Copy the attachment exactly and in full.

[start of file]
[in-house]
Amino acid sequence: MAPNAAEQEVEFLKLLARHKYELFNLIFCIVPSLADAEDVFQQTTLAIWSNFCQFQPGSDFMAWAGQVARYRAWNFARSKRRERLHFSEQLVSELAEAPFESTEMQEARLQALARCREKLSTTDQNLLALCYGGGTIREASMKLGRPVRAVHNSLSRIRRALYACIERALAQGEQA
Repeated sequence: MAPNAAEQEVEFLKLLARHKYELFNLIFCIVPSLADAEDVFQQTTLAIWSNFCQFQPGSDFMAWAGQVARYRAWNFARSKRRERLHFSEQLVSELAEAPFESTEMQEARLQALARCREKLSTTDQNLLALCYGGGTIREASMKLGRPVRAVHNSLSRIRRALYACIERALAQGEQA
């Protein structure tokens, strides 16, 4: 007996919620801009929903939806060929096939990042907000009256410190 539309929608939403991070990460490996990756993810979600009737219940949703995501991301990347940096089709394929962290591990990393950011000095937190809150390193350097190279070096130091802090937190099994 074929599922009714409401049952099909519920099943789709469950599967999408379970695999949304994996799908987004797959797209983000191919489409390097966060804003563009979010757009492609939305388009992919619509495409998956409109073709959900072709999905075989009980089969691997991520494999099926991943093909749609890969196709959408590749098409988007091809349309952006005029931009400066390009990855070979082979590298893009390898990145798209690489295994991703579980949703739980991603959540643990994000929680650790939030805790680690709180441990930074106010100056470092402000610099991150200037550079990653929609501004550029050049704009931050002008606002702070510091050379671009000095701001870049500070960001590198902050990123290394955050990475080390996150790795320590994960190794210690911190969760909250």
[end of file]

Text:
[in-house]
Amino acid sequence: MAPNAAEQEVEFLKLLARHKYELFNLIFCIVPSLADAEDVFQQTTLAIWSNFCQFQPGSDFMAWAGQVARYRAWNFARSKRRERLHFSEQLVSELAEAPFESTEMQEARLQALARCREKLSTTDQNLLALCYGGGTIREASMKLGRPVRAVHNSLSRIRRALYACIERALAQGEQA
Repeated sequence: MAPNAAEQEVEFLKLLARHKYELFNLIFCIVPSLADAEDVFQQTTLAIWSNFCQFQPGSDFMAWAGQVARYRAWNFARSKRRERLHFSEQLVSELAEAPFESTEMQEARLQALARCREKLSTTDQNLLALCYGGGTIREASMKLGRPVRAVHNSLSRIRRALYACIERALAQGEQA
């Protein structure tokens, strides 16, 4: 007996919620801009929903939806060929096939990042907000009256410190 539309929608939403991070990460490996990756993810979600009737219940949703995501991301990347940096089709394929962290591990990393950011000095937190809150390193350097190279070096130091802090937190099994 074929599922009714409401049952099909519920099943789709469950599967999408379970695999949304994996799908987004797959797209983000191919489409390097966060804003563009979010757009492609939305388009992919619509495409998956409109073709959900072709999905075989009980089969691997991520494999099926991943093909749609890969196709959408590749098409988007091809349309952006005029931009400066390009990855070979082979590298893009390898990145798209690489295994991703579980949703739980991603959540643990994000929680650790939030805790680690709180441990930074106010100056470092402000610099991150200037550079990653929609501004550029050049704009931050002008606002702070510091050379671009000095701001870049500070960001590198902050990123290394955050990475080390996150790795320590994960190794210690911190969760909250």